Has Airbnb hurt Arizona’s hospitality industry?
Sunday, Jan. 3, 2016
Kim Vu could smell the salty sea breeze from the San Diego loft just above a local coffee shop.When she arrived, the Phoenix native was thrilled when she noticed a small gift – a birthday card with a bag of goodies.
Her hosts were neither family nor friends – they were strangers.
Similar scenes – nearly unheard of a decade ago – play out in houses, apartments, condos and lofts around the world every day. Airbnb, the fast growing peer-to-peer accommodation site and product of the sharing economy, has created a spark in the hospitality industry.
Yellow: $30 per night – $644.2
Green $644.2 – $1,258.4
Pink $1,258.4 – $1,872.6
Red $1,872.6 – $2,486.8
Blue $2,486.8 – $3,101.0
However, experts said Arizona has remained largely unaffected by this new competitor because of the state’s unique position in the industry.
Arizona has built a reputation on its multi-billion dollar travel industry with its sprawling resorts and luxury offerings for tourists. But experts acknowledge that demographics and preferences change, and it’s unclear whether Airbnb’s presence will grow in the future.
There’s one group in particular who rave about the service: Millennials like Vu.
“It’s unlike any other experience,” said Vu, a 20 year-old student at Arizona State University and a regular user of the site. “It provides a way for someone to feel like a real local, instead of being a tourist. I also like how it’s usually much cheaper than booking a hotel.”
She, like thousands of others in her age demographic, searched, selected and paid for her room entirely on her smartphone. It’s exactly this kind of innovation that has catapulted the company into an international phenomenon.
While Airbnb has received praise for offering an alternative form of travel, it also faces criticism from city officials and affordable housing advocates who claim its business model damages communities by providing unsafe, unregulated hotels. In cities like San Francisco and New York, the company faces legal hurdles and threats of additional taxation.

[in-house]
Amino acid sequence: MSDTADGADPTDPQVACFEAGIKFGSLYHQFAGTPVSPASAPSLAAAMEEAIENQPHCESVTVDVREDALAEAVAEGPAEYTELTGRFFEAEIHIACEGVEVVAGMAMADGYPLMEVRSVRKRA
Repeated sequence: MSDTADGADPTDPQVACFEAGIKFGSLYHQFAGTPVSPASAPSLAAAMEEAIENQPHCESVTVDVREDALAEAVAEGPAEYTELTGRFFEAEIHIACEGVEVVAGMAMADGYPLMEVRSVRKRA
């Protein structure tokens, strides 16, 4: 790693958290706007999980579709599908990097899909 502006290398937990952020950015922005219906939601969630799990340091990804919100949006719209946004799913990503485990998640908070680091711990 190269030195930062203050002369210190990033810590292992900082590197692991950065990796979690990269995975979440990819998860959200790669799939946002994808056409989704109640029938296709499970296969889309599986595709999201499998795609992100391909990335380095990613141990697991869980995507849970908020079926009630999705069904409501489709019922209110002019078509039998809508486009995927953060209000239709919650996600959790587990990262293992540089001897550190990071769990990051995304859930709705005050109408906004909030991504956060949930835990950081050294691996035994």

A dominant force?
“Airbnb is an interesting entity that is growing at a rapid rate,” said Galen Collins, a hospitality technology expert and professor at Northern Arizona University. “Who knows, at the current growth trajectory, it could be the largest chain in the world.”
The numbers show it’s on its way.
Founded in 2008 in San Francisco, Airbnb exploded into an international network that now serves 15 million guests. The company is valued at $25.5 billion, and users can access spots in more than 190 countries, according to the company’s website.
But the company has made clear that it doesn’t exist just to provide lodging. It is instead selling a concept that is bigger than a hotel experience – the belonging of humankind.
Airbnb explains its vision on its website this way: “What makes this global community so special is that for the very first time, you can belong anywhere. That is the idea at the core of our company: belonging.(Y)ou’re tapping into the universal human yearning.”
To align with its mission, Airbnb introduced business travel packages, and is testing a concept called group dinners, where hosts are encouraged to make and sell three-course dinners for guests in the area.
The website boasts two million listings worldwide, and the company has even sealed a deal with the Olympics organizing committee as the official “alternative accommodation services supplier” – that is, providing more affordable spots for tourists, volunteers and staff – for the 2016 games in Rio de Janeiro, Brazil.
While its ambition may be grandiose, Airbnb’s design is straightforward: Users can list their home, apartment, condo (even castle) on the site, with pictures, availability and price. In return, guests can book on the website and pay through Airbnb.
To combat any safety concerns, hosts can decline a guest, and both sides can view ratings of past experiences.
While Airbnb did not respond to requests for comment, its website stresses safety repeatedly, including the fact that both hosts and guests must verify their identification, and the company insures its hosts up to $1 million.
“I never felt like it was unsafe in any way,” said Vu, who has used the service in New York and San Diego. “You can see the photos of the places, chat with the hosts and see a map of the area.”
Like Vu, fans of the site find Airbnb convenient and valuable – providing a new way to see a city. In addition to treats, hosts have left itineraries and restaurant suggestions.